Saturday, 23 January 2021

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Out from the shadow of the mushroom cloud

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26 September 2014 – There are over 17,000 nuclear weapons in the arsenals of world today.

Be they a remnant of the Cold War arms race or the results of later build up, many countries still retain, or are associated with, nuclear weapons. Globally, more than half of the total population still lives in countries that either have such weapons or are members of nuclear alliances.

The pursuit of total nuclear disarmament is one of the UN’s oldest goals. Subject of the first resolution ever passed by the General Assembly; the peril of nuclear weapons was shown following the catastrophic use of nuclear power in World War II. Yet, as the 69th Generally Assembly is currently underway, not one nuclear weapon has been physically destroyed pursuant to a treaty, bilateral or multilateral, and no nuclear disarmament negotiations are underway.

ELYX NUKEThe first landmark step to addressing the risk of nuclear weaponry is the Treaty on the Non-Proliferation of Nuclear Weapons (NPT), with the specified goal of leading to disarmament through seeking, “to prevent the spread of nuclear weapons and weapons technology, to promote cooperation in the peaceful uses of nuclear energy.” It gathers 190 signatories making it the largest arms limitation and disarmament treaty signed.

Though we agree on the need to limit the spread of nuclear weapons and the risks they pose, the doctrine of nuclear deterrence persists as an element in the security policies of all possessor states and their nuclear allies. Thus the public and their leaders must change this perception to render a disarmament scheme is viable.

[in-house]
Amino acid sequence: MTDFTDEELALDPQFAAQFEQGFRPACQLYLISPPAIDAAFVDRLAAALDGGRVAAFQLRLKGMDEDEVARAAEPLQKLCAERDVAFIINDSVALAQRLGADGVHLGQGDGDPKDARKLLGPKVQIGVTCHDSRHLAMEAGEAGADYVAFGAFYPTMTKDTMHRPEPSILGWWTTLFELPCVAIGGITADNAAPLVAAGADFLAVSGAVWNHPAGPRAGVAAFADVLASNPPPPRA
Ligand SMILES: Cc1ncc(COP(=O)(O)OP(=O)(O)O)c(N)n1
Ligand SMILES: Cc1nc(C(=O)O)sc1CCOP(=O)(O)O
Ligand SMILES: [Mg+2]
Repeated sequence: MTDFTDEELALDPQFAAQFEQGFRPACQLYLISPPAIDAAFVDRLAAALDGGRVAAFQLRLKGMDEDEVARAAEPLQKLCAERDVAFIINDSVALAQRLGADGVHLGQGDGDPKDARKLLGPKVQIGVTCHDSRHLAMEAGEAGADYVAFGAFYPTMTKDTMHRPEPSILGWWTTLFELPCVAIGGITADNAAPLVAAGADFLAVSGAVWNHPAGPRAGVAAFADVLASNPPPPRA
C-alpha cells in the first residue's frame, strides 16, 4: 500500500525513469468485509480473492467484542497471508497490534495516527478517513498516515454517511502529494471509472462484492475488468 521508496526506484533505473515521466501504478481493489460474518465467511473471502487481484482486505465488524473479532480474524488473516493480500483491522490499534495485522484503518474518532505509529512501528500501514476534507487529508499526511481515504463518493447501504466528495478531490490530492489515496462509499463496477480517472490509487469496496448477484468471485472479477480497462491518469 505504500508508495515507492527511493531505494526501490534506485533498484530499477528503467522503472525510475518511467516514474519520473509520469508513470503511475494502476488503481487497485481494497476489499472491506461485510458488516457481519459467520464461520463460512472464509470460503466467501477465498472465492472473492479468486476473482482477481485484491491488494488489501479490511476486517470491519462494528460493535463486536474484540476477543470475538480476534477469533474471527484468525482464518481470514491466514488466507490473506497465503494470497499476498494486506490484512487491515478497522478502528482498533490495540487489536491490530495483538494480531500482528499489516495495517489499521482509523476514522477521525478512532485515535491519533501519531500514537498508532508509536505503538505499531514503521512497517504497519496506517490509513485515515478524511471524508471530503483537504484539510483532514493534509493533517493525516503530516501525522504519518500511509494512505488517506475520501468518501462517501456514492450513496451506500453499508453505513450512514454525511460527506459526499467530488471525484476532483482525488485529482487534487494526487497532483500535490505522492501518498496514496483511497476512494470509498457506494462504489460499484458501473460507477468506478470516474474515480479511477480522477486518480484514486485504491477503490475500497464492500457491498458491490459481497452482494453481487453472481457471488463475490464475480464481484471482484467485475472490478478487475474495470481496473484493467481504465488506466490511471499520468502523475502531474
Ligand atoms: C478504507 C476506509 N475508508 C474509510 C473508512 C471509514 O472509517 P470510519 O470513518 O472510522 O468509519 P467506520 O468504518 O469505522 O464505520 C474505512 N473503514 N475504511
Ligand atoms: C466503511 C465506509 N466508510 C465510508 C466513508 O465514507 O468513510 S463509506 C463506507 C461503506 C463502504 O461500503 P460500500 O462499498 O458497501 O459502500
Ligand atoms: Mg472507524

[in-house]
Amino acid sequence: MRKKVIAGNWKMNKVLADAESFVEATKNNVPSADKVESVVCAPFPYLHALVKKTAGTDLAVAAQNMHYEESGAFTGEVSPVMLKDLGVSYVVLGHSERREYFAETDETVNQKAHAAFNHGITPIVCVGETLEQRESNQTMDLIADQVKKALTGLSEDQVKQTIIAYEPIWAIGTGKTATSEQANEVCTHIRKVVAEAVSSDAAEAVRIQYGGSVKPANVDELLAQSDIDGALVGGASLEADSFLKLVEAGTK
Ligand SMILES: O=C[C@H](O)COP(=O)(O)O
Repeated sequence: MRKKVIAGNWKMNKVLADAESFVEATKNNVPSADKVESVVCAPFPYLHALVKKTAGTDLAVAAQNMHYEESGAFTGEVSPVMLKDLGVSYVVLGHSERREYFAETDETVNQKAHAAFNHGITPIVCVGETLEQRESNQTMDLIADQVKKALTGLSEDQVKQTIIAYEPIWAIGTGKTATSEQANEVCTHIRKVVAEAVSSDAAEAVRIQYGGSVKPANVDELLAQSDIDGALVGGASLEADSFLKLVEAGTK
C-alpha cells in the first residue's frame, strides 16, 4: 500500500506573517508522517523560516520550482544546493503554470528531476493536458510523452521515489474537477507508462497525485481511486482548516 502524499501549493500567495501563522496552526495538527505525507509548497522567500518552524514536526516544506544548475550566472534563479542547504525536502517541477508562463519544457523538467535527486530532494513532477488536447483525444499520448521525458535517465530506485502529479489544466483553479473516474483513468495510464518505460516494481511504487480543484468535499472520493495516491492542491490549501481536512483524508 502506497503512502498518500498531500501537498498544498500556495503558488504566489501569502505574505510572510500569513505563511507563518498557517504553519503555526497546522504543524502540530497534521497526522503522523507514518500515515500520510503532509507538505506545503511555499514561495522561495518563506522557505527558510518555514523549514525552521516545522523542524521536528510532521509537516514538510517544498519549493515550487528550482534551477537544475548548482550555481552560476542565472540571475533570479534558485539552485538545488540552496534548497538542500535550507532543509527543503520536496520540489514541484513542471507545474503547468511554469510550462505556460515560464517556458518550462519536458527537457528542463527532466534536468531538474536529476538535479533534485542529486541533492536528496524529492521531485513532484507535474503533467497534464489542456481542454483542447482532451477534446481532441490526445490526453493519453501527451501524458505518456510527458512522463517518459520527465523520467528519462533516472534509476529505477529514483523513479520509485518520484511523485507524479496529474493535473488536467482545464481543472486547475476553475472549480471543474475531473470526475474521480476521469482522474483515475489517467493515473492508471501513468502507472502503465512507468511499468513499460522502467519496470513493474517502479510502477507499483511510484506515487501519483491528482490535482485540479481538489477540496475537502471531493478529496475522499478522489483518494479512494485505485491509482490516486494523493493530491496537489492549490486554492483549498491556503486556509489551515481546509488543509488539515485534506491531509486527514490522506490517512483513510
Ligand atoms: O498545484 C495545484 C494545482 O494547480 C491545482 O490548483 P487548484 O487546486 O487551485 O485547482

On today’s International Day for the Total Elimination of Nuclear Weapons, we remember that while the journey has begun, there is a long way to go before complete disarmament. Today we have an opportunity to educate the public—and their leaders—about the real benefits of eliminating such weapons, and the social and economic costs of perpetuating them. To this end, today can be used to remind everyone that the cataclysmic humanitarian effects of a local, regional or global nuclear war are a threat to the world as a whole.

United Nations Secretary General Ban Ki-moon delivered a call to action today and a reminder of the need and the danger. “The world has long recognized that nuclear disarmament offers the only absolute guarantee against the use of nuclear weapons, and that any such use would have catastrophic humanitarian consequences. Nuclear disarmament is therefore not an idealistic dream, but an urgent necessity to meet the genuine security interests of all humanity.”

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